2023 Hyundai Ioniq 6 EV test drive

The 2023 Hyundai Ioniq 6 is the latest offering from Hyundai’s Electric Vehicle, Ioniq sub-brand.
As something of a rarity, the Ioniq 6 is a new sedan coming to the Canadian marketplace. While a risky proposition in a market where sedan sales are falling like leaves in October, Hyundai appears to have deemed it a low risk proposition. The Ioniq 6 required minimal development cost as it is built on the already available E-GMP platform shared with the Ioniq 5 Crossover.
The Ioniq 6 is one of the most striking vehicles on the road today. The design is centred around providing the most aerodynamic package to increase driving range. Details such as hidden door handles that only pop-out when the vehicle is unlocked and stationary along with flush fitting front and rear lighting, not only positively affect the Ioniq 6’s aerodynamic coefficient but looks really sleek and cool.
Inside the Ioniq 6, a clean, almost spartan approach to design centres on a pair of 12.3 inch LCD screens that are housed in a continuous metal rimmed panel that curves across the left half of the dashboard. The instrument cluster utilizes one of the screens located behind the steering wheel. The display is adjustable to reflect what matters most to you. Power consumption, Navigation, power flow and to which wheel or perhaps just your speed, the choice is yours. Hyundai’s Blue Link system will remotely allow pre-heating or cooling the cabin prior to entry, as well as finding charging stations as you drive along.
One aspect of dashboard design was confusing at first due to what appeared to be sections that curved out, similar to fins, prior to reaching the A pillar on either side of the vehicle. Eventually I realized these were actually hidden air vents. There were a couple features that required some adapting to. One being the window lifts being moved off the doors to be placed on the centre console. Once you’re used to the location it becomes second nature but for a few days muscle memory has you reaching to the left to leave parking lots. The other, the gear selector. Automakers love coming up with novel ways to integrate this essential feature into their cars. Hyundai has placed the gear selector on the end of a steering mounted stalk on the right side of the steering wheel. To choose between Drive and Reverse you rotate the tip of the stalk away from or towards you, similar to turning on or off headlights. Press the button the end and you’re in Park. Again, once you get the hang of it, no problems.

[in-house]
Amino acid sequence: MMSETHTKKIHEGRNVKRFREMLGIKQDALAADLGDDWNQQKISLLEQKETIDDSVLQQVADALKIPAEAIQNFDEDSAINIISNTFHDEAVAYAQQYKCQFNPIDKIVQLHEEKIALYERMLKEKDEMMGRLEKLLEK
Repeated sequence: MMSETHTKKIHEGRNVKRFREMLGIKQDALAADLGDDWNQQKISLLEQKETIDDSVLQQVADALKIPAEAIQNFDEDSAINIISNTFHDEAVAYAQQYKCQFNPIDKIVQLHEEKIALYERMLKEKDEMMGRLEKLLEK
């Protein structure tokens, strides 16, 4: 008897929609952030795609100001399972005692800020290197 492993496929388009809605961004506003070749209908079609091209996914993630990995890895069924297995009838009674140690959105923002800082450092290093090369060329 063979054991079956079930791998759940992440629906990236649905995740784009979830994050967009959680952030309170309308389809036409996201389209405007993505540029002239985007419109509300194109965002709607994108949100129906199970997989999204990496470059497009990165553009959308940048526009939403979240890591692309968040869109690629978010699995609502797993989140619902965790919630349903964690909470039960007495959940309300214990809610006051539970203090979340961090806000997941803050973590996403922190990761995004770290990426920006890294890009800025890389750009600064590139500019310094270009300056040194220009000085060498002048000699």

Interior room was quite generous, most notably in the rear seats. Visually there was a copious amount of room on the floor behind the front seats. On closer inspection I realized that the front seats were essentially sitting on the floor, likely to provide as much headroom with the low slung roof. A such there was no room to slide your feet under the front seats. Despite that, rear seats passengers were comfortably accommodated.
The Ioniq 6 is available in rear-wheel-drive or all-wheel-drive options. The RWD vehicle is fitted with a single electric motor and the AWD version has a 162 kWh at the rear and 124 kWh motor driving the front wheels. The drivetrain is centred around 800 volt architecture fed by a 77.8 kWh battery. With the ability to charge on 350 kWh DC fast chargers, Hyundai reports 20-80% charging in as little as 18 minutes. Level 2 chargers (around 6.5 hrs) and 150 kWh fast chargers (35 mins to 1 hr) are more attainable options if you don’t have a vehicle charging station at home.
The ride in the Ioniq 6 is quite refined. Yes, there’s the customary rush of power from a standing start but the suspension provides a smooth and responsive ride. A low centre of gravity provided by the floor mounted battery and low profile roof line, gives the Ioniq 6 the ability to corner quite nicely. Another aspect that surprised me was how quiet the Ioniq 6 was. On the highway at typical speeds there was little to no road or wind noise. Lowering the window while on the highway will clearly demonstrate how effective the Ioniq 6 is at isolating the outside world. The rush of ambient clatter with the windows open is in stark contrast to the cocoon provided by the Hyundai when the windows are closed up tight.
Driving range is really top of mind when considering an EV. As mentioned earlier, the Ioniq 6 exists to provide the maximum range for the E-GMP platform. Depending on how a buyer options the car, the range can vary greatly. An entry level, rear wheel drive, single motor model with 18 inch wheels is estimated to provide 583 kms of range. The higher spec, all-wheel-drive, dual motor model with 20 inch wheels (our test vehicle) is rated at 432 kms of range. However, based on your driving habits and whether you predominantly drive city vs highway roads, you could expect to see substantially more range. In fact, with our tester, we frequently saw over 500 kms of range estimated on the instrument cluster. While its only an estimate, we found the reality was pretty close to the estimate once battery regeneration was factored into the charge onboard.
The Hyundai Ioniq 6 stands out as a unique model in today’s evolving car marketplace. Offering standout styling with cutting edge EV technology, the Ioniq 6 sits in the sweet spot of affordability within the EV car category with a starting MSRP of $54,999. By offering an alternative to the Crossover focused Ioniq 5, Hyundai seems to have all the bases covered in the mass EV market.
For full details and specifications on the Ioniq 6, visit the Hyundai website